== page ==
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Illustration: Sarah Grillo/Axios

Today is the beginning of the second Affordable Care Act enrollment season under President Trump. And things are … surprisingly normal.

The big picture: The ACA has been in a state of upheaval since Trump’s inauguration. Some of the changes Republicans made during that upheaval will likely weaken the law. At this moment, though, the watchword for insurers is stability. Things may not be ideal, but at least they’re largely settled.

What they’re saying: “From a consumer perspective, the experience should be pretty good,” said Kelley Turek, a policy specialist at America’s Health Insurance Plans, the industry’s leading trade organization.

  • Technical testing with HealthCare.gov has gone well, Turek said, and back-end systems that coordinate between enrollees and insurers seem to be in good shape.

This will be the first enrollment period in which Trump’s ACA agenda is fully in place.

  • People will be able to buy skimpy, inexpensive “short-term” plans as an alternative to comprehensive, potentially subsidized ACA coverage. They won't be sold through the ACA's exchanges, but will compete through brokers and other websites.
  • The individual mandate won’t be in effect.
  • Federal outreach funding, and grants to “navigators” who helped people compare their options, have been slashed.

What we’re watching: Insurers generally feel that they’ve already calibrated for those policy changes, mainly through sky-high premium increases a year ago. This upcoming enrollment period will determine whether they got that balance right.

  • Before the ACA’s exchanges had opened, losing the individual mandate seemed like a disaster. Its actual disappearance was greeted more with a shrug. Real-world experience raised questions about whether it had enough “teeth,” Turek said.
  • Short-term plans could siphon healthy consumers away from ACA coverage, making it more expensive for those who remain. But they could also be a reasonable option for people who can’t afford ACA coverage, Turek said, as long as they know what they’re buying.

The bottom line: The ACA may not be working as Democrats had initially hoped, but it’s not dead, and for now it seems to have settled into a scaled-back status quo that’s sustainable.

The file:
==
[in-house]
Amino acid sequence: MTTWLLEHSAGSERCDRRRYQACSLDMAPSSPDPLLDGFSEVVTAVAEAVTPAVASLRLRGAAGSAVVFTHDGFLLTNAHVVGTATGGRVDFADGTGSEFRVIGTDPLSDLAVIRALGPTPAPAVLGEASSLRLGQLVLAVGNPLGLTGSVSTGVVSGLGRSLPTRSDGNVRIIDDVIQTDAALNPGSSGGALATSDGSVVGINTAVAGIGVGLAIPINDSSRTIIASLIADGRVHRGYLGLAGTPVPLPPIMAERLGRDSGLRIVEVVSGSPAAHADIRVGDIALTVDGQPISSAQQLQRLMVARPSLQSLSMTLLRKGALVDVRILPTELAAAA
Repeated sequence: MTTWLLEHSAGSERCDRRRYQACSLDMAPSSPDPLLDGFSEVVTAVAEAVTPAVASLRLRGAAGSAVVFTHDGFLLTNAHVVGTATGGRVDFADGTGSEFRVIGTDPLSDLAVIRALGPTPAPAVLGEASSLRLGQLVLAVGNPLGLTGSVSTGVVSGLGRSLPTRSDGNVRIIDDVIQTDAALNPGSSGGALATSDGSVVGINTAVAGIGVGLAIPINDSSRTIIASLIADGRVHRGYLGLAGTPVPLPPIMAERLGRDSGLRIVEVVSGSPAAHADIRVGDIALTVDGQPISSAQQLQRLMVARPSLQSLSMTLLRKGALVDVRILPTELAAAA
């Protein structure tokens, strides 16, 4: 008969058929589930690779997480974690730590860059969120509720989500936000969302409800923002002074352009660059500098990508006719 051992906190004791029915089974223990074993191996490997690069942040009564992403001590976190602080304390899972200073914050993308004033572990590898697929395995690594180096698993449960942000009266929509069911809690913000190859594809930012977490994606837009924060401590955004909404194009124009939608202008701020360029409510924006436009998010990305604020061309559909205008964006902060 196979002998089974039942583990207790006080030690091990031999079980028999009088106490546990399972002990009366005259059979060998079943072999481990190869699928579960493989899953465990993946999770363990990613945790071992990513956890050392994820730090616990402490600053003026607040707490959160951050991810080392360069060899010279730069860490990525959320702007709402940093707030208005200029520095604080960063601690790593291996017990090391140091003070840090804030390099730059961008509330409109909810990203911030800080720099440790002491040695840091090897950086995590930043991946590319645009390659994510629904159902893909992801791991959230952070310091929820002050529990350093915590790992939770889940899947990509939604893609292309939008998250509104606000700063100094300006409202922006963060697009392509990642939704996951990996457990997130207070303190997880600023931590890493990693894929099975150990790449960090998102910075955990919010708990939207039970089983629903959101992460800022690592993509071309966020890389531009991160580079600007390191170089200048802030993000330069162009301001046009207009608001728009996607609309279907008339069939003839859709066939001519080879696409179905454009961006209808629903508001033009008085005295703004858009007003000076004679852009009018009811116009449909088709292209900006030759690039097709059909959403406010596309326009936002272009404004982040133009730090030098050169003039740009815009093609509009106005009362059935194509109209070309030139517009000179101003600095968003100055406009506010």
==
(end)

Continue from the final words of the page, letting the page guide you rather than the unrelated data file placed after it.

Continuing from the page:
Go deeper:

Go deeper

Axios-Ipsos poll: People of color face more environmental threats

Expand chart
Data: Axios/Ipsos poll; Note: ±2.5% margin of error; Chart: Sara Wise/Axios

Americans of color are much less likely than white Americans to experience good air quality or tap water or enough trees or green space in their communities, and they're more likely to face noise pollution and litter, a new Axios-Ipsos poll finds.

The big picture: Our national survey shows Black and Hispanic Americans are more likely than their white counterparts to live near major highways or industrial or manufacturing plants — and to have dealt in the past year with water-boil notices or power outages lasting more than 24 hours.

17 hours ago - Health

FDA advisory panel recommends Pfizer boosters for those 65 and older

A healthcare worker prepares a dose of the Pfizer-BioNTech Covid-19 vaccine at the Key Biscayne Community Center on Aug. 24, 2021. Photo: Eva Marie Uzcategui/Bloomberg via Getty Images

A key Food and Drug Administration advisory panel on Friday overwhelmingly voted against recommending Pfizer vaccine booster shots for younger Americans, but unanimously recommended approving the third shots for individuals 65 and older, as well as those at high-risk of severe COVID-19.

Why it matters: While the votes are non-binding, and the FDA must still make a final decision, Friday's move pours cold water on the Biden administration's plan to begin administering boosters to most individuals who received the Pfizer vaccine later this month.

17 hours ago - World

France recalls ambassadors from U.S. and Australia over submarine deal

Secretary of State Antony Blinken (L), French Foreign Minister Jean-Yves Le Drian (C), and French ambassador to the U.S. Philippe Etienne. Photo: Nicholas Kamm/AFP via Getty Images

France has taken the extraordinary step of recalling its ambassadors to the U.S. and Australia after both countries blindsided their French allies with a new military pact and submarine contract, the French Foreign Ministry announced on Friday.

The backstory: While sealing an agreement with the U.S. and U.K. to acquire nuclear submarines, Australia ripped up an existing $90 billion submarine deal with France. That led senior French officials to accuse the U.S. of a "stab in the back."